The ultrasonic flowmeter which is described in this paper, measures the transit of time of an ultrasonic pulse. This device consists of two ultrasonic transducers and a high resolution time interval measurement module. An ultrasonic transducer emits a characteristic wave packet (transmit mode). When the transducer is in receive mode, a characteristic wave packet is formed and it is connected to the time interval measurement module inputs. The time interval measurement module allows registration of transit time differences of a few pulses in the packet. In practice, during a single measuring cycle a few time-stamps are registered. Moreover, the measurement process is also synchronous and, by applying the statistics, the time interval measurement uncertainty improves even in a single measurement. In this article, besides a detailed discussion on the principle of operation of the ultrasonic flowmeter implemented in the FPGA structure, also the test results are presented and discussed
A new time interval/frequency generator with a jitter below 5 ps is described. The time interval generation mechanism is based on a phase shifting method with the use of a precise DDS synthesizer. The output pulses are produced in a Spartan-6 FPGA device, manufactured by Xilinx in 45 nm CMOS technology. Thorough tests of the phase shifting in a selected synthesizer are performed. The time interval resolution as low as 0.3 ps is achieved. However, the final resolution is limited to 500 ps to maximize precision. The designed device can be used as a source of high precision reference time intervals or a highly stable square wave signal of frequency up to 50 MHz.
The designing process of high resolution time interval measurement systems creates many problems that need to be eliminated. The problems are: the latch error, the nonlinearity conversion, the different duty cycle coefficient of the clock signal, and the clock signal jitter. Factors listed above affect the result of measurement. The FPGA (Field Programmable Gate Array) structure also imposes some restrictions, especially when a tapped delay line is constructed. The article describes the high resolution time-to-digital converter, implemented in a FPGA structure, and the types of errors that appear there. The method of minimization and processing of data to reduce the influence of errors on the measurement is also described.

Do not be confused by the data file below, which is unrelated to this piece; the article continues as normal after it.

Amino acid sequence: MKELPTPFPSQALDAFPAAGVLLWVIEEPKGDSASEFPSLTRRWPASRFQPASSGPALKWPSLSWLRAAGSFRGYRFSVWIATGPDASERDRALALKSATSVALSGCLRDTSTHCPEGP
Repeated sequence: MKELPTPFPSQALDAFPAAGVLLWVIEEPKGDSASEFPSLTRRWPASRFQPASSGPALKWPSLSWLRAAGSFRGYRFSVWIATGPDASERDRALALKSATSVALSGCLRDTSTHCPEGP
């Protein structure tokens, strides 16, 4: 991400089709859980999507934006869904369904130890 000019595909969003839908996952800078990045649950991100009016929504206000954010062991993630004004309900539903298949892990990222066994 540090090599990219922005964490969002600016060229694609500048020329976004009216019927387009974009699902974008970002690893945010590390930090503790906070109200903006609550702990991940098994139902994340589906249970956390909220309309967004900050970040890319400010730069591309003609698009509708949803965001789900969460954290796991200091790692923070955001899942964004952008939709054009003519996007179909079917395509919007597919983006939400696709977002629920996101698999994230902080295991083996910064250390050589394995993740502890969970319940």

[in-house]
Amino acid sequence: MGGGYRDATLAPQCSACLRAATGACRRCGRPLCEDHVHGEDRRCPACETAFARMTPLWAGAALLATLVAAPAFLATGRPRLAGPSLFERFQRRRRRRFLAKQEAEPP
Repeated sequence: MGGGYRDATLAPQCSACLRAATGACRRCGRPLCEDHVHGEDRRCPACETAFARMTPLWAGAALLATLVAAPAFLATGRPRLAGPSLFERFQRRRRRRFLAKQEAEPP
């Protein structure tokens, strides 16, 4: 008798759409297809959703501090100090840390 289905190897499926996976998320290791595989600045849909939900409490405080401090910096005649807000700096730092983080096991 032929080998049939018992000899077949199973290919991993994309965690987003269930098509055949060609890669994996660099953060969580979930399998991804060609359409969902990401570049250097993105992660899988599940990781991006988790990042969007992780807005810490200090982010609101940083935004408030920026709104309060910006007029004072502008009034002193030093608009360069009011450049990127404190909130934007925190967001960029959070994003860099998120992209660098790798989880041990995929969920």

Time-interleaved analog-to-digital converter (ADC) architecture is crucial to increase the maximum sample rate. However, offset mismatch, gain mismatch, and timing error between time-interleaved channels degrade the performance of time-interleaved ADCs. This paper focuses on the gain mismatch and timing error. Techniques based on Discrete Fourier Transform (DFT) for estimating and correcting gain mismatch and timing error in an M-channel ADC are depicted. Numerical simulations are used to verify the proposed estimation and correction algorithm.
This work shows a time-domain method for the discrimination and digitization of parameters of voltage pulses coming from optical detectors, taking into account the presence of electronic noise and afterpulsing. Our scheme is based on an FPGA-based time-to-digital converter as well as an adjustable-threshold comparator complemented with commercial elements. Here, the design, implementation and optimization of a multiphase TDC using delay lines shorter than a single clock period is also described. The performance of this signal processing system is discussed through the results from the statistical code density test, statistical distributions of measurements and information gathered from an optical detector. Unlike dual voltage threshold discriminators or constant-fraction discriminators, the proposed method uses amplitude and time information to define an adjustable discrimination window that enables the acquisition of spectra.
This paper provides an overview of the effects of timing jitter in audio sampling analog-to-digital converters (ADCs), i.e. PCM (conventional or Nyquist sampling) ADCs and sigma-delta (ΣΔ) ADCs. Jitter in a digital audio is often defined as short-term fluctuations of the sampling instants of a digital signal from their ideal positions in time. The influence of the jitter increases particularly with the improvements in both resolution and sampling rate of today's audio ADCs. At higher frequencies of the input signals the sampling jitter becomes a dominant factor in limiting the ADCs performance in terms of signal-to-noise ratio (SNR) and dynamic range (DR).